High Contrast Black & White Photography Tricks

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    Raw Format

    • In digital photography, a raw photograph occurs when the data is unprocessed and uncompressed in the camera until a photographer uses a computer program to make changes to the photo. This file format is ideal for black and white photography as the photographer possesses more control of the appearance of the image and is able to play with the various shades of black, white and grey to create a high contrast photo. Use this file format whenever you need a high contrast black and white photo.

    Natural Contrast

    • The human eye can naturally see areas of contrast, as this is how you distinguish one object from another. To achieve high contrasting black and white photos, find scenes and settings with natural and distinct light intensity and color contrast, such as backgrounds with dark shadows and bright lights. Use this contrast to draw the viewer’s eye to the most important element of the photograph. Use different lighting angles to achieve contrast, such as side lighting, which creates long shadows.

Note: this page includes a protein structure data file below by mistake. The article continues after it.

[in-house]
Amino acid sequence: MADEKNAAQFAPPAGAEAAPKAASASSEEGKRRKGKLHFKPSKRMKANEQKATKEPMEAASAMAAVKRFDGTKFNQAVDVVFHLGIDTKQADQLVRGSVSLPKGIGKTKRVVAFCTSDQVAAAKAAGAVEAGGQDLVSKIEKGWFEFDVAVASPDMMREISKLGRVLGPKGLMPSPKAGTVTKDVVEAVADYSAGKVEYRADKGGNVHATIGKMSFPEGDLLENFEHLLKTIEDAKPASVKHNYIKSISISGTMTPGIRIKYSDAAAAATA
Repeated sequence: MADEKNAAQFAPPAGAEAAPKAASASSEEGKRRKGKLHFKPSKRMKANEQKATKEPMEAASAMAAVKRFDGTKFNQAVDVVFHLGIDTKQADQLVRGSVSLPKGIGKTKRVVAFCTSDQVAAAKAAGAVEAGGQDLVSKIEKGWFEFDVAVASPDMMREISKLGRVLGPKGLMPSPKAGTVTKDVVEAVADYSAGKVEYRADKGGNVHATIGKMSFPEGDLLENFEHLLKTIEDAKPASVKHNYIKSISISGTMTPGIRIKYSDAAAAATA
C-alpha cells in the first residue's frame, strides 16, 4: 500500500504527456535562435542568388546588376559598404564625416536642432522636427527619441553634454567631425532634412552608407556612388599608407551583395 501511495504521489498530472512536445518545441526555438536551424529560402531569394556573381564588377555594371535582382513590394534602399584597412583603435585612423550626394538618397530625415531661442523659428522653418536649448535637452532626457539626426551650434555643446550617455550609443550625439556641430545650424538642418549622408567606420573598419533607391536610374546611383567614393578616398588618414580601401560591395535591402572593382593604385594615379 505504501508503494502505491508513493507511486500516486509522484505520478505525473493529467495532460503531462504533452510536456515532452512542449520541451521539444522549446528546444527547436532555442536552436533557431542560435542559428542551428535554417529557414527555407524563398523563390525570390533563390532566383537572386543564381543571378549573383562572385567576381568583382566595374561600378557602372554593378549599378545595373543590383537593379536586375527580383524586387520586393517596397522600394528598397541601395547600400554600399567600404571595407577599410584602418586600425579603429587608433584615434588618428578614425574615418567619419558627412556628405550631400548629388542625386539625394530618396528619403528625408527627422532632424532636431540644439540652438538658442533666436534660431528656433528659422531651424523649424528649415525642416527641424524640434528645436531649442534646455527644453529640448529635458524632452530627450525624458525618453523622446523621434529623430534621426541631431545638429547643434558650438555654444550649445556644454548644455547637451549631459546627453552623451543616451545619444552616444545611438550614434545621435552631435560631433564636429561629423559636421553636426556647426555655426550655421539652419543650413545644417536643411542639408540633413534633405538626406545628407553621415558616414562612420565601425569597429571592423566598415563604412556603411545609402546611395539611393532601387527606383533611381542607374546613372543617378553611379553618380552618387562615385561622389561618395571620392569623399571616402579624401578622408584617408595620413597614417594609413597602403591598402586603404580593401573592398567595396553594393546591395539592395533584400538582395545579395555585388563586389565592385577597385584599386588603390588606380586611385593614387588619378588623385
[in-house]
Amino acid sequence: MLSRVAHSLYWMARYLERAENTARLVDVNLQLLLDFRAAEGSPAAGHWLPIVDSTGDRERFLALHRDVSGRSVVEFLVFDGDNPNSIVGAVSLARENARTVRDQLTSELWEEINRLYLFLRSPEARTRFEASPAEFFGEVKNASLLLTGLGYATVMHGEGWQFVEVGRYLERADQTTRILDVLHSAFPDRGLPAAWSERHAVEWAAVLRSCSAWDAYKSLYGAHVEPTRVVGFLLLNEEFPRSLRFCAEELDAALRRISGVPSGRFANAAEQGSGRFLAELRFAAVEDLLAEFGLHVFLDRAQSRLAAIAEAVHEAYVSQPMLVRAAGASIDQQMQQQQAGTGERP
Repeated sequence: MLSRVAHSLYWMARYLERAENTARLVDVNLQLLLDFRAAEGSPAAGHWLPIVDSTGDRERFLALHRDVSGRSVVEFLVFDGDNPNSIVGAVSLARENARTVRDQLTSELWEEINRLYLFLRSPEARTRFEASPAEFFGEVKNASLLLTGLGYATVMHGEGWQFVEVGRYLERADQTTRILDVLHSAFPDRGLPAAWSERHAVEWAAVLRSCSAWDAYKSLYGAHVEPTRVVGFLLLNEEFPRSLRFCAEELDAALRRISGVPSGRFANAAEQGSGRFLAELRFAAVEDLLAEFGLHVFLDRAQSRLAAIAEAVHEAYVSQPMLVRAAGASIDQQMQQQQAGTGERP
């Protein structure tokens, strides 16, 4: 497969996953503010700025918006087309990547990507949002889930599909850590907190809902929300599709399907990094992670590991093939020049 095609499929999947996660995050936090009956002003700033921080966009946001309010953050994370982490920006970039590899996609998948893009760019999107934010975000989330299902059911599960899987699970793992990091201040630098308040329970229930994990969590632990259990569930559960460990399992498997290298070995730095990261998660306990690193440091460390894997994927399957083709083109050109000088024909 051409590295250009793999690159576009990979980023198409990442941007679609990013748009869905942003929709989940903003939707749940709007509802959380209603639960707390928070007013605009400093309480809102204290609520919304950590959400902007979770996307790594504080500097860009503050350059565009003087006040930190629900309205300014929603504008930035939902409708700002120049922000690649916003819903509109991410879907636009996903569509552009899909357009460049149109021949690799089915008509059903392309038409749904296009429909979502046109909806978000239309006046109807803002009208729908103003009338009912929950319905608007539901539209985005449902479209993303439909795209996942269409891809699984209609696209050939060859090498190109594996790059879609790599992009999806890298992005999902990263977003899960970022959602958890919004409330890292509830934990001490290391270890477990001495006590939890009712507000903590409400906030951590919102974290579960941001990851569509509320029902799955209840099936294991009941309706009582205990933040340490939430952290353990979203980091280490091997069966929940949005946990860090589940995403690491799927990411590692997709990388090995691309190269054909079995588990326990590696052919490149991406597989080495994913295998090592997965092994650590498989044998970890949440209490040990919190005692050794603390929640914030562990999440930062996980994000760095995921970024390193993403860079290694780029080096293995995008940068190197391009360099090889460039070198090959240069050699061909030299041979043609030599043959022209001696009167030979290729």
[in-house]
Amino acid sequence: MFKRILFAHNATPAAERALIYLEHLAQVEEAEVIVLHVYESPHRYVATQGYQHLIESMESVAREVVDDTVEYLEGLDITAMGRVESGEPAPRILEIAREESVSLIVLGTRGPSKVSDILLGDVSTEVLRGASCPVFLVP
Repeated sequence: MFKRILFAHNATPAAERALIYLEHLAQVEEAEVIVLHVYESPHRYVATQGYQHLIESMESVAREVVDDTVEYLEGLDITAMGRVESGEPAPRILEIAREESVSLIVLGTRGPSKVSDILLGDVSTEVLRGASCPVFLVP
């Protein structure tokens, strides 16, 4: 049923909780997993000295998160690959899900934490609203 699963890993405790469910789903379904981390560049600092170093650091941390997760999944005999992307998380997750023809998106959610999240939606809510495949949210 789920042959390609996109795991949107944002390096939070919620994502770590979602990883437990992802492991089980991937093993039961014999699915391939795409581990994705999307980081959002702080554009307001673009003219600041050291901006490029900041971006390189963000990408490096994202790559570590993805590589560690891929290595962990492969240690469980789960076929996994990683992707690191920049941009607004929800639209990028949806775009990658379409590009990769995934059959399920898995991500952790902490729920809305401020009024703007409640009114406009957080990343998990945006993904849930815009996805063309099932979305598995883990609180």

Textures and Patterns

    • Textures and patterns are both forms of contrast that use various intensities of highlights and regular or irregular patterns to add complexity to a photo. Monochrome photos typically bring out subtle textures and patterned contrasts more than color photos. An ideal way to add contrast to a photo is to focus on rich patterns and textures such as detailed scenery.


    • An important tip for creating high contrasting black and white photos is to practice as much as you can. A successful black and white photographer trains his mind to be able to see the world in black and white and focus on the contrasting tones of a scene or setting. These photographers can identify subjects, backgrounds or settings that would make an ideal high contrasting monochrome photo. This skill comes with much practice and much experimenting with black and white photography. An ideal way to practice is to shoot in only black and white for one month. This will help a photographer see potential black and white compositions all around him.

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